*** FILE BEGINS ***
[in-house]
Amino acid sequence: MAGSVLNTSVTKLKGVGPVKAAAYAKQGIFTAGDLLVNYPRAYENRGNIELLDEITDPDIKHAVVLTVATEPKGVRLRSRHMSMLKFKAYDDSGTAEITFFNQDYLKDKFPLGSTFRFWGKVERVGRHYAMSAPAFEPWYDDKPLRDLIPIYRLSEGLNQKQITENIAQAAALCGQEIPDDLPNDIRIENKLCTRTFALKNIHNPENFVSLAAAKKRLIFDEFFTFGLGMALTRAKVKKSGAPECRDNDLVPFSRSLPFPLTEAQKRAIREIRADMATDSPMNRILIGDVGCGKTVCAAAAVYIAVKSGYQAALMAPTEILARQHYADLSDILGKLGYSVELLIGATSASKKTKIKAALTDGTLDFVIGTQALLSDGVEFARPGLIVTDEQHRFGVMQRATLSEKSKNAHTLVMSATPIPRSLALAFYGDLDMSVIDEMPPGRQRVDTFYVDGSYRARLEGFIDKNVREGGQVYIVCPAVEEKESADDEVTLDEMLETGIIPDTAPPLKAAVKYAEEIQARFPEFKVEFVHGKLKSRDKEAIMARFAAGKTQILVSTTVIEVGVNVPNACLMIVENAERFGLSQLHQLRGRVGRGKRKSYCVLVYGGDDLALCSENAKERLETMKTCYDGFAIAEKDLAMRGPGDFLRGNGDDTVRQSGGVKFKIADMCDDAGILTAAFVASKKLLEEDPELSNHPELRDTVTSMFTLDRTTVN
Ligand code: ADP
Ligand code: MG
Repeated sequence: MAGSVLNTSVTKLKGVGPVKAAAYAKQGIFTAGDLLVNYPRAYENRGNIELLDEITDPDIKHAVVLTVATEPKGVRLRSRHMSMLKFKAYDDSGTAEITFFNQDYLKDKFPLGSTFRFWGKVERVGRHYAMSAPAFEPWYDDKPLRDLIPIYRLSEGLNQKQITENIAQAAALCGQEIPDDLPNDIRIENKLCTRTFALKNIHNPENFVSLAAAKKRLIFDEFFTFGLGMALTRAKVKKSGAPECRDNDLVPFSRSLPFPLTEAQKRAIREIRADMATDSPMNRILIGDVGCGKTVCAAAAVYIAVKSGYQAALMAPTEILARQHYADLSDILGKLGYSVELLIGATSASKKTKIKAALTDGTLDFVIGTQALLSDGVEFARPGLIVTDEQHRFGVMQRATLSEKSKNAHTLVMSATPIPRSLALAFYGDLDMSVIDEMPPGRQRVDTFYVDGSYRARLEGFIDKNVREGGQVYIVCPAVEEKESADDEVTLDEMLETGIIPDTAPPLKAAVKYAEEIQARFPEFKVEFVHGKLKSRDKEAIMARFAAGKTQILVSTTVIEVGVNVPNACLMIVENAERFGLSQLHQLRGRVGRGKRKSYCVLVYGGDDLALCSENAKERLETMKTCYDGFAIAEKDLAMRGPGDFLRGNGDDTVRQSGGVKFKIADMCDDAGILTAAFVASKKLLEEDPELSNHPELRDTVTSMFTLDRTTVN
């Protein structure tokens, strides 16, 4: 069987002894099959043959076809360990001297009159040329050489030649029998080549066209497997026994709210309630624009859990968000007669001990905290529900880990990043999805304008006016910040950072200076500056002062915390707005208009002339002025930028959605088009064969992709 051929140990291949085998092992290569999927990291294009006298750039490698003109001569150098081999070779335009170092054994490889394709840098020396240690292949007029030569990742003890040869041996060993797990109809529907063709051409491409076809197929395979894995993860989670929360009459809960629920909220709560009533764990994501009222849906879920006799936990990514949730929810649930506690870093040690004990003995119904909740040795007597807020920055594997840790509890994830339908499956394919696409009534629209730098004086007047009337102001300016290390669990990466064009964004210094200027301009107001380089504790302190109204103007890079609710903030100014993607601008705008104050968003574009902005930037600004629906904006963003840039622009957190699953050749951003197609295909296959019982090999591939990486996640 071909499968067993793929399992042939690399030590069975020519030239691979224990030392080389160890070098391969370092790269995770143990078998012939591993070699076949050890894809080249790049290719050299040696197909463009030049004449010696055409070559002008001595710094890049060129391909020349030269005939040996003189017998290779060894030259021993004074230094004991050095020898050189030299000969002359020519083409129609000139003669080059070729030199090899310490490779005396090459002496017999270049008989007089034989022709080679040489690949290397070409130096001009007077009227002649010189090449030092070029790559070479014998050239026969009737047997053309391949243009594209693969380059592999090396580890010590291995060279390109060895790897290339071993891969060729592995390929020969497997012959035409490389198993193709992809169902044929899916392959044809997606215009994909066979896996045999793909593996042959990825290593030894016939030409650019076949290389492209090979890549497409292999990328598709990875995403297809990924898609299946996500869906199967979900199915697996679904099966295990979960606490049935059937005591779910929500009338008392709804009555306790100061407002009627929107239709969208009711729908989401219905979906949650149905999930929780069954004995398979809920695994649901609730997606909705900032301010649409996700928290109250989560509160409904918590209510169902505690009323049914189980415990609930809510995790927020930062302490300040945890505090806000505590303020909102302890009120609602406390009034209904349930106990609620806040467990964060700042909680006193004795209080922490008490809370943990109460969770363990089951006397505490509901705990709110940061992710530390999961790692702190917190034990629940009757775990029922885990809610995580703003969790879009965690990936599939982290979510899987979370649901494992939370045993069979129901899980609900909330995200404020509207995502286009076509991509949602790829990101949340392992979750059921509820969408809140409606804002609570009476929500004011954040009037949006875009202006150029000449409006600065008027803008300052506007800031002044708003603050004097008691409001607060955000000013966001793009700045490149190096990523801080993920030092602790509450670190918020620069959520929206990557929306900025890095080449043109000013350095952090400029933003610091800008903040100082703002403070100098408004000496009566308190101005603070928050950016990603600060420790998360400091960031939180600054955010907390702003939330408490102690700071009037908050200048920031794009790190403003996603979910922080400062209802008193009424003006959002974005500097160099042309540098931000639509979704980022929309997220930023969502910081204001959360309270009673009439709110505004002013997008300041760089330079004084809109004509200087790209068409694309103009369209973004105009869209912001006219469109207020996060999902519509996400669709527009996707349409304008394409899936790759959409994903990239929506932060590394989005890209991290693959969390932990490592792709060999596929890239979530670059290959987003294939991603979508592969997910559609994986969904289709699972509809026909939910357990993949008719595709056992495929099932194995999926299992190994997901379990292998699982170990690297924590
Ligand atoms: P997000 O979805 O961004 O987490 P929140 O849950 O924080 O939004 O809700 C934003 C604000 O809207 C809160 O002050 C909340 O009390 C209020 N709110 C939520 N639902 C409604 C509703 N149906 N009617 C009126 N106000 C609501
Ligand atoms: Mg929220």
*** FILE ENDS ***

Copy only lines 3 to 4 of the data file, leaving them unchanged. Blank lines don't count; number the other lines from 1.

Ligand code: ADP
Ligand code: MG